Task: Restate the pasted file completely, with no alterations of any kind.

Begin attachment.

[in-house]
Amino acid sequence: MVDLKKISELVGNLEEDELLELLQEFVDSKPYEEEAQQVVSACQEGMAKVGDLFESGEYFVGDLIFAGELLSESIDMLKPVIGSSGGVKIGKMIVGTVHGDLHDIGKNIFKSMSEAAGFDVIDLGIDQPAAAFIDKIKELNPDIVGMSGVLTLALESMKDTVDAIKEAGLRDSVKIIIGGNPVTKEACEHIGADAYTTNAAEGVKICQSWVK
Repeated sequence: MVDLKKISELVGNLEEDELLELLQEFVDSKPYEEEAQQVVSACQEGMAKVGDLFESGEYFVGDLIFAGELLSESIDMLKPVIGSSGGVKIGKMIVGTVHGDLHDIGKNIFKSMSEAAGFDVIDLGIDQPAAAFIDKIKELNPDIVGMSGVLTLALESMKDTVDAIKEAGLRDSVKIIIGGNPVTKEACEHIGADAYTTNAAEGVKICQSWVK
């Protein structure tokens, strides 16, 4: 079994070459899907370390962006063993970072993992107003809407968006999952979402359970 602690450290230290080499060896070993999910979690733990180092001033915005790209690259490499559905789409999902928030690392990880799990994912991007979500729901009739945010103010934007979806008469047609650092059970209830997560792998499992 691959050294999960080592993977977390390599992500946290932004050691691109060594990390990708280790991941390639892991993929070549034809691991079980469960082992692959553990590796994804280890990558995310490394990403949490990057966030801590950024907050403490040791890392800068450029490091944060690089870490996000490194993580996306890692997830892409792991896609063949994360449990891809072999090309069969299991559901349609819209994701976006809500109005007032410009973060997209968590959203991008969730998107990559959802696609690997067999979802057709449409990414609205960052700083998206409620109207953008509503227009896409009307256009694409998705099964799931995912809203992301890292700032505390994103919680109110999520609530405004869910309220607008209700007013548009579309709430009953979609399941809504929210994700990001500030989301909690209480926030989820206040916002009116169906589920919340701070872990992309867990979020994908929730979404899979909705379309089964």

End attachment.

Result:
[in-house]
Amino acid sequence: MVDLKKISELVGNLEEDELLELLQEFVDSKPYEEEAQQVVSACQEGMAKVGDLFESGEYFVGDLIFAGELLSESIDMLKPVIGSSGGVKIGKMIVGTVHGDLHDIGKNIFKSMSEAAGFDVIDLGIDQPAAAFIDKIKELNPDIVGMSGVLTLALESMKDTVDAIKEAGLRDSVKIIIGGNPVTKEACEHIGADAYTTNAAEGVKICQSWVK
Repeated sequence: MVDLKKISELVGNLEEDELLELLQEFVDSKPYEEEAQQVVSACQEGMAKVGDLFESGEYFVGDLIFAGELLSESIDMLKPVIGSSGGVKIGKMIVGTVHGDLHDIGKNIFKSMSEAAGFDVIDLGIDQPAAAFIDKIKELNPDIVGMSGVLTLALESMKDTVDAIKEAGLRDSVKIIIGGNPVTKEACEHIGADAYTTNAAEGVKICQSWVK
């Protein structure tokens, strides 16, 4: 079994070459899907370390962006063993970072993992107003809407968006999952979402359970 602690450290230290080499060896070993999910979690733990180092001033915005790209690259490499559905789409999902928030690392990880799990994912991007979500729901009739945010103010934007979806008469047609650092059970209830997560792998499992 691959050294999960080592993977977390390599992500946290932004050691691109060594990390990708280790991941390639892991993929070549034809691991079980469960082992692959553990590796994804280890990558995310490394990403949490990057966030801590950024907050403490040791890392800068450029490091944060690089870490996000490194993580996306890692997830892409792991896609063949994360449990891809072999090309069969299991559901349609819209994701976006809500109005007032410009973060997209968590959203991008969730998107990559959802696609690997067999979802057709449409990414609205960052700083998206409620109207953008509503227009896409009307256009694409998705099964799931995912809203992301890292700032505390994103919680109110999520609530405004869910309220607008209700007013548009579309709430009953979609399941809504929210994700990001500030989301909690209480926030989820206040916002009116169906589920919340701070872990992309867990979020994908929730979404899979909705379309089964």